Details of a new watchdog aimed at curbing the exploitation of agricultural workers and labourers have been unveiled by the government.
The watchdog will regulate labour for work such as cockle picking
The Gangmasters Licensing Authority (GLA) will for the first time regulate those who supply workers to agricultural and shellfish businesses.
It will set licensing conditions and keep a register of labour providers.
Farming Minister Lord Whitty said the GLA, which will begin work in April, would help prevent "abuse" of workers.
The GLA was set up under the Gangmasters (Licensing) Act, which came into force in July 2004.
Anyone who acts as a gangmaster without a licence will be breaking the law.
It will also be illegal to use an unlicensed gangmaster. Offenders face up to 10 years in jail.
A Defra spokeswoman said: "Licensing alone will not solve the problem of illegal activities by gangmasters, but it will make the problem solvable.
"It will provide transparency in the food supply chain for the first time.
"People will be able to establish who are legitimate labour providers, thereby helping to stamp out abuse."
A former police chief and a retired Army major general were named on Thursday as chair and chief executive designate of the GLA, which will be based in Nottingham.
Paul Whitehouse, chairman designate, was formerly the chief constable of Sussex and is currently vice-chairman of Nacro, the crime reduction charity.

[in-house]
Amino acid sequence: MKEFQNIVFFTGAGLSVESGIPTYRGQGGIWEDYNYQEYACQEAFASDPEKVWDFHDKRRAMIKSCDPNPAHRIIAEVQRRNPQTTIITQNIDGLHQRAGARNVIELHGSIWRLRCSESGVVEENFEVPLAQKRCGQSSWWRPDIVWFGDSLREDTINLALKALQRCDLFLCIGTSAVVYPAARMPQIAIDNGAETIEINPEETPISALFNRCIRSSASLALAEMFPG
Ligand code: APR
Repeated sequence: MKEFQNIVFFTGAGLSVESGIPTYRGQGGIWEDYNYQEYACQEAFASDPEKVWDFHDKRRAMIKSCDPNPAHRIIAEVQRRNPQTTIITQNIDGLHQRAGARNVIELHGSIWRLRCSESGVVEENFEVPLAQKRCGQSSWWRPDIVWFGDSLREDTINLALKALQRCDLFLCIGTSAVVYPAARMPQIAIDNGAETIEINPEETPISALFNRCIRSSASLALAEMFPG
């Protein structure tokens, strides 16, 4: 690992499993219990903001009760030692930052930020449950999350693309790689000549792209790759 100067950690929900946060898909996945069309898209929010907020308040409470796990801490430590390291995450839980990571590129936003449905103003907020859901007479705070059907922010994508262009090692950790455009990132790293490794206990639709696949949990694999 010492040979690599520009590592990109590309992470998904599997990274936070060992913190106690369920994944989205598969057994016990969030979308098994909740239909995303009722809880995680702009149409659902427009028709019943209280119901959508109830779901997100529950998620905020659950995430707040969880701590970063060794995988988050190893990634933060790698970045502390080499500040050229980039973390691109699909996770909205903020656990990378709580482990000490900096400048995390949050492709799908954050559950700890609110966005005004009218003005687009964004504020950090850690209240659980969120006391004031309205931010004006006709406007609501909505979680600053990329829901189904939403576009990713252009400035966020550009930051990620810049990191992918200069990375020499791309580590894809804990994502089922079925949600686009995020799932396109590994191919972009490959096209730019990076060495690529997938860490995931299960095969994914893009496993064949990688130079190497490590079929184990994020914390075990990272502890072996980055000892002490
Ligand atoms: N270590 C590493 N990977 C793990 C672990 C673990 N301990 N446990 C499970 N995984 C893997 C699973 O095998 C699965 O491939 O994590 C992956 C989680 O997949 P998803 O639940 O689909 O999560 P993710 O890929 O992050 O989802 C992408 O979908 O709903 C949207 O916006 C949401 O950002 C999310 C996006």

Michael Wilson, chief executive designate, was a major general on the Defence Intelligence Staff and is currently chief executive of the Defence Vetting Agency.
Lord Whitty said: "Their track records and experience make me confident the authority will operate effectively, with zero tolerance for those who abuse workers or flout the law."
Mr Whitehouse is due to meet representatives from the Association of Labour Providers (ALP) this week.
Mark Boleat, chairman of the ALP, said: "The licensing authority has secured an excellent leadership team and we look forward to working with them on the implementation of the licensing regime."
Tim Bennett, president of the National Farmers' Union, also welcomed the appointments, saying: "Labour providers are a key part of our industry but there is no place in modern agriculture for illegal employment practices."
The formal appointment of the two men will be confirmed when Parliament adopts the regulations underpinning the GLA's operation, expected in March.